Filing 18

MEMORANDUM OPINION. Signed by Judge Reggie B. Walton on September 11, 2017. (lcrbw1)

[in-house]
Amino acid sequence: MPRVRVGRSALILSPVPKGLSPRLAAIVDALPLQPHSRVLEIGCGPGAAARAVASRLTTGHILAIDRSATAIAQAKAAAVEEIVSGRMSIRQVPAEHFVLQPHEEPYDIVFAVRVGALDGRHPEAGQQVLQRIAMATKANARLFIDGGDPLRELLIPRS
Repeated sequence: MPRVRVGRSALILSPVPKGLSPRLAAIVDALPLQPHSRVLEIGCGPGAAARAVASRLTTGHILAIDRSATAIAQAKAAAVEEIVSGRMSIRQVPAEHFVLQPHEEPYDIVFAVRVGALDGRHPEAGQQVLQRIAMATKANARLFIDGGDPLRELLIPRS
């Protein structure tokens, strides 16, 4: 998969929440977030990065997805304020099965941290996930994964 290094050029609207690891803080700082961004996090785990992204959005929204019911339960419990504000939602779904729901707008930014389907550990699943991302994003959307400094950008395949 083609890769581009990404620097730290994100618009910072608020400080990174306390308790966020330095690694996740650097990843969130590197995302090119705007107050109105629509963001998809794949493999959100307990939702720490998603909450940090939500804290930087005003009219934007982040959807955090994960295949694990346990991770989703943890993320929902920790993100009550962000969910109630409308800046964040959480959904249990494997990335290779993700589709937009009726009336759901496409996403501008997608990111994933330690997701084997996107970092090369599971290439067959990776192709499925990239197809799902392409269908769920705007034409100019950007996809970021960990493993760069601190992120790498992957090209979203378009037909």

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UNITED STATES DISTRICT COURT FOR THE DISTRICT OF COLUMBIA ____________________________________ ) JSC TRANSMASHHOLDING, ) ) Plaintiff, ) ) v. ) Civil Action No. 17-20 (RBW) ) JAMES F. MILLER, ) ) Defendant. ) ____________________________________) MEMORANDUM OPINION The plaintiff, JSC Transmashholding, “Russia’s largest manufacturer of railroad locomotives and cars,” Complaint (“Compl.”) ¶ 7, brings this civil action against the defendant, James F. Miller, for breach of the parties’ Settlement Agreement & Release (“Settlement Agreement”), see generally id. The plaintiff seeks to recover the balance the defendant allegedly owes it under the Settlement Agreement, specifically, “$599,282.56 . . . plus pre[] and post[]judgment interest at 8.0% per annum,” as well as “[a]n award of attorney’s fees and costs.” Id. at 6. Currently before the Court is the Plaintiff’s Motion for Summary Judgment (“Pl.’s Mot.”). Upon careful consideration of the parties’ submissions, 1 the Court concludes for the following reasons that it must grant the plaintiff’s motion. 1 In addition to the filings already identified, the Court considered the following submissions in rendering its decision: (1) the Plaintiff’s Memorandum of Law in Support of its Motion for Summary Judgment (“Pl.’s Mem.”); (2) the Plaintiff’s Statement of Material Facts as to Which There is No Genuine Issue To Be Tried (“Pl.’s Facts”); (3) the defendant’s Response to Plaintiff’s Complaint (“Def.’s Answer”); (4) the Plaintiff’s Reply in Support of Summary Judgment, ECF No. 9 (“Pl.’s Reply I”); (5) the Plaintiff’s Reply in Support of Summary Judgment, ECF No. 10 (“Pl.’s Reply II”); (6) the defendant’s Response to Order to Show Cause (“Def.’s Resp.”); and (7) the Plaintiff’s Reply to Defendant’s Response to Order to Show Cause, ECF No. 16 (“Pl.’s Reply III”). I. BACKGROUND The plaintiff executed the Settlement Agreement with the defendant on November 20, 2014, see Compl., Exhibit (“Ex.”) 1 (Settlement Agreement) at 10, to “resolve[] an action brought by [the plaintiff] against [the defendant] in [this Court] . . . to recover the principal of and interest on $600,000.00 that had been stolen from [the plaintiff] in a complex conspiracy of which [the defendant] was a beneficiary,” id. ¶ 11. In the Settlement Agreement, the defendant agreed to repay the $600,000.00 plus interest, see id., Ex. 1 (Settlement Agreement) ¶ 2, and the plaintiff agreed to dismiss its suit against the defendant without prejudice, see id., Ex. 1 (Settlement Agreement) ¶ 4, which it did on January 20, 2015, id. ¶ 11. “In the Settlement Agreement, [the defendant] agreed to make each monthly payment on the first day of the respective calendar month . . . [and] further agreed that, if he was more than fifteen [] calendar days late . . . and [the plaintiff] gave written notice of acceleration, the entire then-outstanding Total Amount would ‘become automatically and immediately due and payable.’” Id. ¶ 12 (quoting id., Ex. 1 (Settlement Agreement) ¶ 5). The defendant “made payments in respect of twenty [] months, ending with the payment due August 1, 2016,” id. ¶ 13, but made no payments for “the amounts due on September 1, October 1, November 1, and December 1, 2016[,] and January 1, 2017,” id. ¶ 14. The plaintiff gave the defendant written notice of acceleration on December 2, 2016, pursuant to the terms of the Settlement Agreement, see id. ¶ 15; see also id., Ex. 2 (Letter from the plaintiff’s counsel to the defendant (Dec. 2, 2016) (“Notice of Acceleration”)) at 1, but the defendant “has made no payment on any amount owed,” id. ¶ 16. The plaintiff filed both its Complaint and Motion for Summary Judgment on January 4, 2017, alleging breach of the Settlement Agreement. See id. at 1; Pl.’s Mot. at 1. 2 The defendant filed his Answer on January 26, 2017, see Def.’s Answer at 1, but did not timely file an opposition to the Motion for Summary Judgment. Therefore, on March 3, 2017, the Court entered a Minute Order directing the defendant to file an opposition by March 17, 2017. See Minute Order (Mar. 3, 2017). After the defendant again failed to file an opposition, the Court entered an Order on April 21, 2017, directing the defendant to show cause as to why the plaintiff’s motion should not be granted. See Order at 1 (Apr. 21, 2017). The defendant filed his Response to the Court’s Order on May 10, 2017, “disput[ing] the allegations and merits of [the] [p]laintiff’s complaint, but elect[ing] not to further pursue any defense.” Def.’s Resp. at 1. II. STANDARD OF REVIEW Courts will grant a motion for summary judgment under Federal Rule of Civil Procedure 56(c) “if the movant shows that there is no genuine dispute as to any material fact and the movant is entitled to judgment as a matter of law.” Fed. R. Civ. P. 56(a). When ruling on a Rule 56 motion, the Court must view the evidence in the light most favorable to the non-moving party. Holcomb v. Powell, 433 F.3d 889, 895 (D.C. Cir. 2006) (citing Reeves v. Sanderson Plumbing Prods., 530 U.S. 133, 150 (2000)). The Court must therefore draw “all justifiable inferences” in the non-moving party’s favor and accept the non-moving party’s evidence as true. Anderson v. Liberty Lobby, 477 U.S. 242, 255 (1986). A non-movant’s silence in response to the movant’s motion for summary judgment does not mean the motion may be granted as conceded because “[t]he burden is always on the movant to demonstrate why summary judgment is warranted.” Winston & Strawn, LLP v. McLean, 843 F.3d 503, 505 (D.C. Cir. 2016). Therefore, “[a] court must always engage in the analysis required by Rule 56 before acting on a motion for summary judgment.” Id. at 506. “The [C]ourt may, however, treat any unaddressed factual statement in the [movant’s] motion as undisputed.” 3 Koch v. White, __ F. Supp. 3d __, __, 2017 WL 1655185, at *4 (D.D.C. May 2, 2017), appeal docketed, No. 17-5180 (D.C. Cir. Aug. 7, 2017); see also Fed. R. Civ. P. 56(e) (“If a party fails to properly support an assertion of fact or fails to properly address another party’s assertion of fact as required by Rule 56(c), the court may . . . consider the fact undisputed for purposes of the motion [or] grant summary judgment if the motion and supporting materials—including the facts considered undisputed—show that the movant is entitled to it . . . .”); Winston & Strawn, 843 F.3d at 507 (same). III. A. ANALYSIS Breach of Settlement Agreement “Settlement agreements ‘are in the nature of contracts,’” America v. Preston, 468 F. Supp. 2d 118, 122 (D.D.C. 2006) (quoting Makins v. District of Columbia, 277 F.3d 544, 546– 47 (D.C. Cir. 2002)), and are therefore “construed under ‘general principles of contract law,’” Dyer v. Bilaal, 983 A.2d 349, 354 (D.C. 2009) (quoting Goozh v. Capitol Souvenir Co., 462 A.2d 1140, 1142 (D.C. 1983)); see also Goozh, 462 A.2d at 1142 (“Once entered, the agreement between the parties becomes the law of the case, and its terms may not be enlarged or diminished by the court, for to do so would be to create a new stipulation to which the parties have not agreed.” (internal citations omitted)). When interpreting a settlement agreement, “[a] court must honor the intentions of the parties as reflected in the settled usage of the terms they accepted in the [settlement agreement].” The Cuneo Law Grp., P.C. v. Joseph, 669 F. Supp. 2d 99, 107 (D.D.C. 2009) (Walton, J.) (quoting Unfoldment, Inc. v. D.C. Contract Appeals Bd., 909 A.2d 204, 209 (D.C. 2006)), aff’d, 428 F. App’x 6 (D.C. Cir. 2011), cert. denied, 565 U.S. 1094. “To prevail on a claim of breach of contract [in the District of Columbia], a party must establish (1) a valid contract between the parties; (2) an obligation or duty arising out of the 4 contract; (3) a breach of that duty; and (4) damages caused by [the] breach.” Tsintolas Realty Co. v. Mendez, 984 A.2d 181, 187 (D.C. 2009). 2 A settlement agreement is valid and enforceable if, based on the written agreement, “each party could be reasonably certain how it was to perform.” Dyer, 983 A.2d at 357 (finding an e-mail agreement between the parties to be enforceable because the terms of the agreement were sufficiently defined); see also EastBanc, Inc. v. Georgetown Park Assocs. II, LP, 940 A.2d 996, 1003 (D.C. 2008) (“The enforceability of [an] agreement comes from the definitive character of the obligation to perform, not a precise description of the ways in which the obligation might be fulfilled.” (emphasis in original)). And “‘[a] contract is breached if a party fails to perform when performance is due,’ i.e., upon a party’s ‘unjustified failure to perform all or any part of what is promised in a contract entitling the injured party to damages.’” Medhin v. Hailu, 26 A.3d 307, 310 (D.C. 2011) (first quoting Eastbanc, 940 A.2d at 1004, then quoting Fowler v. A & A Co., 262 A.2d 344, 347 (D.C. 1970)). Here, the Court first finds that the Settlement Agreement between the parties is valid and enforceable because it is sufficiently clear as to the parties’ obligations. Regarding the defendant’s obligations, the Settlement Agreement provides that he recognizes, acknowledges, and agrees that he owes [the plaintiff] the sum of (i) the principal amount of $600,000 . . . , plus (ii) accrued interest thereon from and including June 9, 2011, to but excluding the date of repayment, at the rate of 1.7269% per annum to November 20, 2014, and 8.0% per annum thereafter, as compounded annually on June 9 of each year (together, the “Total Amount”). As of November 20, 2014, the Total Amount due to [the plaintiff] is $636,524.99. For the avoidance of doubt, interest at a rate of 8.0% per annum, compounded annually on June 9 of each year, will continue to accrue on unpaid principal and capitalized interest from November 20, 2014, until the Total Amount is paid in full. 2 The Settlement Agreement states that it “shall be governed by, and construed in accordance with, the laws of the District of Columbia.” Compl., Ex. 1 (Settlement Agreement) ¶ 10. 5 Compl., Ex. 1 (Settlement Agreement) ¶ 1. Notwithstanding the Total Amount due to the plaintiff, the Settlement Agreement also provides that if [the defendant] makes due and punctual payment of all amounts provided below, he need not pay the Total Amount, but only a discounted amount (the “Discounted Amount”) equal to the sum of (i) the principal amount of $600,000, plus (ii) interest thereon from and including November 20, 2014, to and excluding the date of final principal payment at a rate of 8.0% per annum. Id., Ex. 1 (Settlement Agreement) ¶ 2. The Settlement Agreement sets forth a payment schedule in which the defendant “agree[d] to pay on the first day of each calendar month” $5,000 for the first twelve months, $10,000 for the next twelve months, and then $15,000 for each continuing month “until the Discounted Amount has been paid in full.” Id., Ex. 1 (Settlement Agreement) ¶ 3. As for the plaintiff’s obligations, the Settlement Agreement provides that it agrees to withdraw its complaint against [the defendant] in the Action [in this Court] without prejudice and further agrees not to re-file the complaint or otherwise initiate proceedings against [the defendant] unless an Event of Acceleration . . . occurs. Within five (5) business days of [the plaintiff] receiving the first payment on January 1, 2015, [it] shall file a voluntary Notice of Dismissal as to [the defendant] under Federal Rule of Civil Procedure 41, dismissing the Action without prejudice. Id., Ex. 1 (Settlement Agreement) ¶ 4. The Settlement Agreement defines an Event of Acceleration to include, among other things, if the defendant “is more than fifteen (15) calendar days late in making any monthly payment when due and [the plaintiff] gives written notice of acceleration” to the defendant, id., Ex. 1 (Settlement Agreement) ¶ 5(a), and provides that if an Event of Acceleration occurs, (1) “the then-outstanding Total Amount will become automatically and immediately due and payable,” id., Ex. 1 (Settlement Agreement) ¶ 5; and (2) the defendant “consents to the entry of a final, binding, non-appealable judgment in favor of [the plaintiff] and against [the defendant] in 6 the full amount of the then-outstanding Total Amount, without the need for any proceedings,” id., Ex. 1 (Settlement Agreement) ¶ 6. Upon review of these provisions, the Court concludes that “each party could be reasonably certain how it was to perform,” and thus the Settlement Agreement is valid and enforceable. See Dyer, 983 A.2d at 357. The Court also concludes that the plaintiff has provided sufficient evidence, undisputed by the defendant, see Def.’s Resp. at 1, that the defendant breached his obligations under the Settlement Agreement when he failed to make monthly payments to the plaintiff from September 1, 2016, through January 1, 2017, see Pl.’s Mot., Ex. 2 (Declaration of Evgeniy Karaman in Support of Plaintiff’s Motion for Summary Judgment (“Karaman Decl.”)) ¶ 4 (“Since making the payment due in respect of August 1[, 2016], [the defendant] has made no payment of the amounts due on September 1, October 1, November 1, and December 1, 2016, and January 1, 2017.”); Pl.’s Facts ¶ 9 (same). By failing to make monthly payments for these five months, the defendant “fail[ed] to perform when performance [wa]s due . . . entitling the [plaintiff] to damages.” Medhin, 26 A.3d at 310 (citations and internal quotation marks omitted); see also SmartNet, Inc. v. Kellman, No. 04-1033(CKK)(AK), 2009 WL 856467, at *4 (D.D.C. Mar. 30, 2009) (finding that the defendant failed to pay monthly installments mandated by the settlement agreement without an explanation of extenuating circumstances, which constituted a material breach and default); Resolution Trust Corp. v. Kling, No. 90-2436(LFO), 1991 WL 148566, at *1–2 (D.D.C. July 16, 1991) (granting the plaintiff’s motion for summary judgment in an action to collect on a promissory note because the defendant ceased making his monthly payments “required under the terms of the loan”). Therefore, because the Court concludes there is no genuine dispute as to any material fact and the movant is entitled to judgment as a matter of law 7 on its breach of Settlement Agreement claim, the Court must grant the plaintiff’s motion for summary judgment. B. Calculation of Judgment Amount The plaintiff requests an award of $599,282.56, “plus pre[] and post[]judgment interest at 8.0% per annum (compounded annually) on that amount, attorney’s fees, and costs.” Pl.’s Mem. at 7. It arrives at the figure of $599,282.56 by noting that the Total Amount owed under the Settlement Agreement has increased since the date of the Notice of Acceleration by $128.64 per day, which amount equals the additional interest on unpaid principal and previously compounded interest accrued at 8.0% per annum since the date of the Notice of Acceleration. Specifically, this additional interest of $128.64 per day equals daily interest at 0.022% (8.0%/365 days) per day on $578,888.74, which represents the sum of the unpaid principal of $539,441.75 and previously capitalized interest of $39,446.99. As of the date of this filing [on January 4, 2017], the outstanding Total Amount totals $599,282.56. Pl.’s Facts ¶ 15. Because this calculation accords with the stipulations set out in the Settlement Agreement, see Compl., Ex. 1 (Settlement Agreement) ¶¶ 1–3, and the defendant does not meaningfully contest this amount, see Def.’s Resp. at 1, the Court agrees with the plaintiff that the outstanding total principal amount due to the plaintiff is $599,282.56. 1. Prejudgment Interest The Court also agrees with the plaintiff that it “is entitled under the law of the District of Columbia to prejudgment interest on the Total Amount . . . pursuant to D.C. Code § 15-108.” Pl.’s Mem. at 6. Section 15-108 provides: In an action in the United States District Court for the District of Columbia or the Superior Court of the District of Columbia to recover a liquidated debt on which interest is payable by contract or by law or usage the judgment for the plaintiff shall include interest on the principal debt from the time when it was due and payable, at the rate fixed by the contract, if any, until paid. 8 D.C. Code § 15-108 (2012). “By the [statute’s] terms, the judgment for the plaintiff ‘shall’ include prejudgment interest if: (1) the action is one to recover a liquidated debt, and (2) interest is payable on that debt by contract or by law or usage. Where both statutory conditions are met, prejudgment interest is mandatory.” Dist. Cablevision Ltd. v. Bassin, 828 A.2d 714, 731 (D.C. 2003). “A liquidated debt is one which at the time it arose, . . . was an easily ascertainable sum certain.” Id. (alteration in original) (quoting District of Columbia v. Pierce Assocs., 527 A.2d 306, 311 (D.C. 1987)). In this case, the total principal amount due is liquidated, i.e., “an easily ascertainable sum certain,” id., because that amount is calculable pursuant to the Settlement Agreement itself, see Compl., Ex. 1 (Settlement Agreement) ¶ 3 (providing how interest on the total amount due would be calculated). Furthermore, the “interest is payable on that debt by contract,” Dist. Cablevision, 828 A.2d at 731, because the Settlement Agreement explicitly provides that interest would be calculated at the rate of 8.0% per annum, see Compl., Ex. 1 (Settlement Agreement) ¶¶ 2, 3. Therefore, the Court concludes that a prejudgment interest award must be warranted pursuant to section 15-108. See D.C. Code § 15-108. 3 2. Postjudgment Interest and Attorney’s Fees and Costs The plaintiff also requests a postjudgment interest award and an award of attorney’s fees and costs. See Pl.’s Mem. at 7; Compl. at 6. The plaintiff appears to rely on section 15-108 to support his request for postjudgment interest, see Pl.’s Mem. at 7 (“Because the Settlement Agreement provides for annual compound interest of 8.0%, the Court should award pre[] and post[]judgment interest at that rate pursuant to D.C. Code § 15-108.” (emphasis added)), even 3 Because the plaintiff is seeking prejudgment interest until the date the judgment is entered, see Pl.’s Mem. at 7, the Court will require the plaintiff to file on the docket an additional affidavit calculating the amount of prejudgment interest due as of the date of this judgment. 9 though “[p]ost[]judgment interest is governed by federal law, even in a case in which a federal court hears only state-law claims,” Lanny J. Davis & Assocs. LLC v. Republic of Equatorial Guinea, 962 F. Supp. 2d 152, 165 (D.D.C. 2013); see 28 U.S.C. § 1961(a) (2012) (“Interest shall be allowed on any money judgment in a civil case recovered in a district court . . . [, and s]uch interest shall be calculated from the date of the entry of the judgment, at a rate equal to the weekly average 1-year constant maturity Treasury yield, as published by the Board of Governors of the Federal Reserve System, for the calendar week preceding the date of the judgment.”); see also Lanny J. Davis, 962 F. Supp. 2d at 164–65 (awarding prejudgment interest under D.C. Code § 15-109 and postjudgment interest under 28 U.S.C. § 1961(a)); Interstate Fire & Cas. Co. v. Washington Hosp. Ctr. Corp., 917 F. Supp. 2d 87, 94 (D.D.C. 2013) (awarding prejudgment interest under D.C. Code § 15-108 and postjudgment interest under 28 U.S.C. § 1961(a)); Qatar Nat’l Bank v. Winmar, Inc., 813 F. Supp. 2d 163, 167 (D.D.C. 2011) (concluding that 28 U.S.C. § 1961(a), and not the parties’ contract, governed the award of postjudgment interest because the contract “clearly fail[ed] to expressly state that the 12% interest rate applie[d] to judgments or judgment debts”), vacated in part on other grounds, 831 F. Supp. 2d 159 (D.D.C. 2011); Graham, Van Leer & Elmore Co. v. Jones & Wood, Inc., 656 F. Supp. 667, 670 (D.D.C. 1987) (awarding prejudgment interest under D.C. Code § 15-108 and postjudgment interest under 28 U.S.C. § 1961(a)). The plaintiff, however, did not substantially brief the issue of postjudgment interest, nor its entitlement to an award of attorney’s fees and costs or any estimate of those fees. See generally Pl.’s Mem. 4 Accordingly, the Court will hold in abeyance the plaintiff’s request for postjudgment interest and attorney’s fees and costs. The plaintiff, in conjunction with its filing regarding the amount of prejudgment interest due, may therefore file a motion for postjudgment 4 The Settlement Agreement appears to be silent regarding the issue of attorney’s fees and costs. See generally Compl., Ex. 1 (Settlement Agreement). 10 interest and attorney’s fees and costs, provided that the requisite documentation demonstrating its entitlement to such awards is presented. IV. CONCLUSION For the foregoing reasons, the Court concludes that it must grant the plaintiff’s motion for summary judgment. SO ORDERED this 11th day of September, 2017. 5 REGGIE B. WALTON United States District Judge 5 The Court will contemporaneously issue an Order consistent with this Memorandum Opinion. 11